Fast track to the future

A hybrid loco­mo­tive points to a new era for the Russian rail­ways

Moderni­sa­tion of rail travel is right at the top of the Russian government’s list of prior­i­ties: By 2030 a national campaign is aiming to make the rail­ways safer, more reli­able and more ecolog­ical in keeping with inter­na­tional stan­dards. This will require a new approach on the part of Russian manu­fac­turers who so far have always stuck to conven­tional designs: Namely diesel and elec­tric engines. But both of these have certain disad­van­tages: Elec­tric trains hardly produce any CO2 emis­sions but the infra­struc­ture costs are high on account of the over­head wires for example.

Wide­spread elec­tri­fi­ca­tion is there­fore not a feasible option at the moment in a country the size of Russia. The use of diesel engines is attrac­tive from a finan­cial point of view but there are lots of ecolog­ical draw­backs to consider. To make the most of both tech­nolo­gies whilst minimising the nega­tive aspects, a Russian loco­mo­tive manu­fac­turer had the idea of simply combining the two systems in one engine.

The best of both worlds


An EC centrifugal fan (bottom centre) in the elec­tronic module for the elec­tric drive system ensures heat dissi­pa­tion

To be able to switch between drive systems as required in the course of a journey, the hybrid loco­mo­tive is designed for both elec­trical and diesel oper­a­tion. The engine is there­fore provided with an elec­tronic module which, by way of a frequency converter, makes it possible for the drive units at the train wheels to make use of the elec­tricity from the power line. Even at sub-zero temper­a­tures, a consid­er­able amount of heat is constantly gener­ated in the module and has to be dissi­pated as quickly as possible. This was a real chal­lenge for the devel­op­ment engi­neers, as the elec­tronics have to be housed in a confined space and are also subjected to severe vibra­tion and extreme temper­a­ture differ­ences in the train – a diffi­cult envi­ron­ment for any piece of equip­ment.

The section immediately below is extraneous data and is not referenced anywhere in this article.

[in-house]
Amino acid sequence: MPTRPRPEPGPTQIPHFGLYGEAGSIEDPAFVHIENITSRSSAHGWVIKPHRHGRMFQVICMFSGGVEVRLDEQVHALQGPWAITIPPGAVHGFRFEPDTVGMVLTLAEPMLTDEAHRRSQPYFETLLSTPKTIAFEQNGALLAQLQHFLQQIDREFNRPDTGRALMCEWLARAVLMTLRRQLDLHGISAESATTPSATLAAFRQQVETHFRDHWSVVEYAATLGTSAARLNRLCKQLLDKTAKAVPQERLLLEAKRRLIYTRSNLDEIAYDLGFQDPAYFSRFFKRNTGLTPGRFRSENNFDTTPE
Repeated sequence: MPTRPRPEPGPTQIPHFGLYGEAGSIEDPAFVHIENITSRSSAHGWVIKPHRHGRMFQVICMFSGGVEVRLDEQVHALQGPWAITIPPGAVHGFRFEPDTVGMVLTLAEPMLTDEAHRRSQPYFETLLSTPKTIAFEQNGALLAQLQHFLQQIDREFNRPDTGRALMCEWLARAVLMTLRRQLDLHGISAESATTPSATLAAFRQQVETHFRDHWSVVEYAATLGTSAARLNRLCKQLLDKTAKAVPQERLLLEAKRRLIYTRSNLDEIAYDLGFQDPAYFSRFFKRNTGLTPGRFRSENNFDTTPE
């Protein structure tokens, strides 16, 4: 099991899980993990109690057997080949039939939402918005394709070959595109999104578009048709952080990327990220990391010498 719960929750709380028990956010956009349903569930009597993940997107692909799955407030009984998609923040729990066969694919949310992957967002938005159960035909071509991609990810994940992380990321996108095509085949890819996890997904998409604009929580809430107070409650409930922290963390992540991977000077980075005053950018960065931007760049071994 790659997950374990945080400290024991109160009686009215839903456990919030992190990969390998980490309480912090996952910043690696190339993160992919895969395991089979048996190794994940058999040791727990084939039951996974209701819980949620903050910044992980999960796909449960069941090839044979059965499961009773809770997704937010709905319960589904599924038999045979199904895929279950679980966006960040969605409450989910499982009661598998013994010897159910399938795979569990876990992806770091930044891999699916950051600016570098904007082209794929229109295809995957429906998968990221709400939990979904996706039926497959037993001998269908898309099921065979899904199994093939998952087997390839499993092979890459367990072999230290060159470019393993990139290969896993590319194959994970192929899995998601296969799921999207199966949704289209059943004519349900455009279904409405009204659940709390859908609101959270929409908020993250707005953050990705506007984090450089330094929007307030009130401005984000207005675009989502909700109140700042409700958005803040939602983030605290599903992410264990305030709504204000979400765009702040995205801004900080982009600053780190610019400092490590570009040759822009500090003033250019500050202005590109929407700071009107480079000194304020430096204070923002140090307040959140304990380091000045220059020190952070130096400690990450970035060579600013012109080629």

The loco­mo­tive manu­fac­turer approached the Russian branch of ebm-papst in Jeka­ter­in­burg with this problem. Thanks to a good working rela­tion­ship over the previous eight years a solu­tion was quickly found. Working on the basis of an existing Green­Tech EC centrifugal fan, the Russians got together with experts from Mulfingen to develop four new fan models capable of ensuring the neces­sary heat dissi­pa­tion in the elec­tronic module even under the toughest condi­tions. The trial run in 2012 satis­fied everyone’s expec­ta­tions. Delivery is timetabled for 2015.

Required fields: Comment, Name & Mail (Mail will not be published). Please also take note of our Privacy protection.